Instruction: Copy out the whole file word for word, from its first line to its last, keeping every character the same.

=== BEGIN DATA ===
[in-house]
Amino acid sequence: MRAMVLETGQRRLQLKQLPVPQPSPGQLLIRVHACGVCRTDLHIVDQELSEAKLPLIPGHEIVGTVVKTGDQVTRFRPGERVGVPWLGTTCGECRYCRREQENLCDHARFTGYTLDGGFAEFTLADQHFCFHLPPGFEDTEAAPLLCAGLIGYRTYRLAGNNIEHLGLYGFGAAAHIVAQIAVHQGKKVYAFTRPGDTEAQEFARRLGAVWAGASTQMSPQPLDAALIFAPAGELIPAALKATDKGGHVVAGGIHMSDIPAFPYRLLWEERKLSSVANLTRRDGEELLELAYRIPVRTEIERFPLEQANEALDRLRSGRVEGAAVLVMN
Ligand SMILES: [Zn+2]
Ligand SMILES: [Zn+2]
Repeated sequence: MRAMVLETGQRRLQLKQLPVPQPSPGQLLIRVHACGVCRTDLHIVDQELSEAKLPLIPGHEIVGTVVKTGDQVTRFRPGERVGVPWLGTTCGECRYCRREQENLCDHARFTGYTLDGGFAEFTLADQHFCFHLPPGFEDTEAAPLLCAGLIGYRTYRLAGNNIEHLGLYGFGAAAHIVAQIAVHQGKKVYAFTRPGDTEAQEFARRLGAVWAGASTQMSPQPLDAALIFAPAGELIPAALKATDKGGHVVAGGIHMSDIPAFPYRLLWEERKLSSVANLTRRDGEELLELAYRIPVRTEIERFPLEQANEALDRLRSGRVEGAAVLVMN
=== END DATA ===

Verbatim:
[in-house]
Amino acid sequence: MRAMVLETGQRRLQLKQLPVPQPSPGQLLIRVHACGVCRTDLHIVDQELSEAKLPLIPGHEIVGTVVKTGDQVTRFRPGERVGVPWLGTTCGECRYCRREQENLCDHARFTGYTLDGGFAEFTLADQHFCFHLPPGFEDTEAAPLLCAGLIGYRTYRLAGNNIEHLGLYGFGAAAHIVAQIAVHQGKKVYAFTRPGDTEAQEFARRLGAVWAGASTQMSPQPLDAALIFAPAGELIPAALKATDKGGHVVAGGIHMSDIPAFPYRLLWEERKLSSVANLTRRDGEELLELAYRIPVRTEIERFPLEQANEALDRLRSGRVEGAAVLVMN
Ligand SMILES: [Zn+2]
Ligand SMILES: [Zn+2]
Repeated sequence: MRAMVLETGQRRLQLKQLPVPQPSPGQLLIRVHACGVCRTDLHIVDQELSEAKLPLIPGHEIVGTVVKTGDQVTRFRPGERVGVPWLGTTCGECRYCRREQENLCDHARFTGYTLDGGFAEFTLADQHFCFHLPPGFEDTEAAPLLCAGLIGYRTYRLAGNNIEHLGLYGFGAAAHIVAQIAVHQGKKVYAFTRPGDTEAQEFARRLGAVWAGASTQMSPQPLDAALIFAPAGELIPAALKATDKGGHVVAGGIHMSDIPAFPYRLLWEERKLSSVANLTRRDGEELLELAYRIPVRTEIERFPLEQANEALDRLRSGRVEGAAVLVMN